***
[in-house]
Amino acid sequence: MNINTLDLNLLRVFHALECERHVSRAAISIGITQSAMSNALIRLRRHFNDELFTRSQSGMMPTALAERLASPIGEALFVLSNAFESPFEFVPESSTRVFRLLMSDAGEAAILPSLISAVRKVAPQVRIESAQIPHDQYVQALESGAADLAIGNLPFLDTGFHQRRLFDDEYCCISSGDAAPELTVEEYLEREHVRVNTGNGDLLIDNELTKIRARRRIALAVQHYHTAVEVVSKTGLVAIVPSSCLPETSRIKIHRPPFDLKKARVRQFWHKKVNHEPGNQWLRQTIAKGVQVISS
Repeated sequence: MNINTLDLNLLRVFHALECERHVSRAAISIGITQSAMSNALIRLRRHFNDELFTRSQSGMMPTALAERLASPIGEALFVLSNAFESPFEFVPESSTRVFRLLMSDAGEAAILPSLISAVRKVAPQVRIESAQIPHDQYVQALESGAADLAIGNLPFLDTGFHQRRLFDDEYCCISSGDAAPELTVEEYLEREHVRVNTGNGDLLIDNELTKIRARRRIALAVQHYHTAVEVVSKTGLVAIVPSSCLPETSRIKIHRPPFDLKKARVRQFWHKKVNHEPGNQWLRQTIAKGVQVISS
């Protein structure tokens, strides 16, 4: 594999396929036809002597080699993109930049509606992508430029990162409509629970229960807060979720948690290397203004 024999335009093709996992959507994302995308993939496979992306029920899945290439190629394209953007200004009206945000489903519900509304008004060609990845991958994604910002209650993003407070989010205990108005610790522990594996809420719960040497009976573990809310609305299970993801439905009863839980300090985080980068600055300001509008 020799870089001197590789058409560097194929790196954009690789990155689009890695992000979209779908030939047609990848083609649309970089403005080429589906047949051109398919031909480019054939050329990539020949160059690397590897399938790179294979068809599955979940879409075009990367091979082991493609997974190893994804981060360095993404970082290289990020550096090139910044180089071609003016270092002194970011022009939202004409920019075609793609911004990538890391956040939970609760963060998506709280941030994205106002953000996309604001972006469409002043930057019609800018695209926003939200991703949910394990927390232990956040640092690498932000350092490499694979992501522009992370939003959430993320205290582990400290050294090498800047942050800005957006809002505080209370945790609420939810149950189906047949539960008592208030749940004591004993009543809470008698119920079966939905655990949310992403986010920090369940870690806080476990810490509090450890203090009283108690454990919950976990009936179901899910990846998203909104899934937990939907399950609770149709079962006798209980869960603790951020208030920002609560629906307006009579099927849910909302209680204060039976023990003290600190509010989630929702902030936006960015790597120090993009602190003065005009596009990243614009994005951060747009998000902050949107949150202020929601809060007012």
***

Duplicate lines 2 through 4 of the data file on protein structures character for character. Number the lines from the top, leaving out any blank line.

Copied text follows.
Amino acid sequence: MNINTLDLNLLRVFHALECERHVSRAAISIGITQSAMSNALIRLRRHFNDELFTRSQSGMMPTALAERLASPIGEALFVLSNAFESPFEFVPESSTRVFRLLMSDAGEAAILPSLISAVRKVAPQVRIESAQIPHDQYVQALESGAADLAIGNLPFLDTGFHQRRLFDDEYCCISSGDAAPELTVEEYLEREHVRVNTGNGDLLIDNELTKIRARRRIALAVQHYHTAVEVVSKTGLVAIVPSSCLPETSRIKIHRPPFDLKKARVRQFWHKKVNHEPGNQWLRQTIAKGVQVISS
Repeated sequence: MNINTLDLNLLRVFHALECERHVSRAAISIGITQSAMSNALIRLRRHFNDELFTRSQSGMMPTALAERLASPIGEALFVLSNAFESPFEFVPESSTRVFRLLMSDAGEAAILPSLISAVRKVAPQVRIESAQIPHDQYVQALESGAADLAIGNLPFLDTGFHQRRLFDDEYCCISSGDAAPELTVEEYLEREHVRVNTGNGDLLIDNELTKIRARRRIALAVQHYHTAVEVVSKTGLVAIVPSSCLPETSRIKIHRPPFDLKKARVRQFWHKKVNHEPGNQWLRQTIAKGVQVISS
């Protein structure tokens, strides 16, 4: 594999396929036809002597080699993109930049509606992508430029990162409509629970229960807060979720948690290397203004 024999335009093709996992959507994302995308993939496979992306029920899945290439190629394209953007200004009206945000489903519900509304008004060609990845991958994604910002209650993003407070989010205990108005610790522990594996809420719960040497009976573990809310609305299970993801439905009863839980300090985080980068600055300001509008 020799870089001197590789058409560097194929790196954009690789990155689009890695992000979209779908030939047609990848083609649309970089403005080429589906047949051109398919031909480019054939050329990539020949160059690397590897399938790179294979068809599955979940879409075009990367091979082991493609997974190893994804981060360095993404970082290289990020550096090139910044180089071609003016270092002194970011022009939202004409920019075609793609911004990538890391956040939970609760963060998506709280941030994205106002953000996309604001972006469409002043930057019609800018695209926003939200991703949910394990927390232990956040640092690498932000350092490499694979992501522009992370939003959430993320205290582990400290050294090498800047942050800005957006809002505080209370945790609420939810149950189906047949539960008592208030749940004591004993009543809470008698119920079966939905655990949310992403986010920090369940870690806080476990810490509090450890203090009283108690454990919950976990009936179901899910990846998203909104899934937990939907399950609770149709079962006798209980869960603790951020208030920002609560629906307006009579099927849910909302209680204060039976023990003290600190509010989630929702902030936006960015790597120090993009602190003065005009596009990243614009994005951060747009998000902050949107949150202020929601809060007012």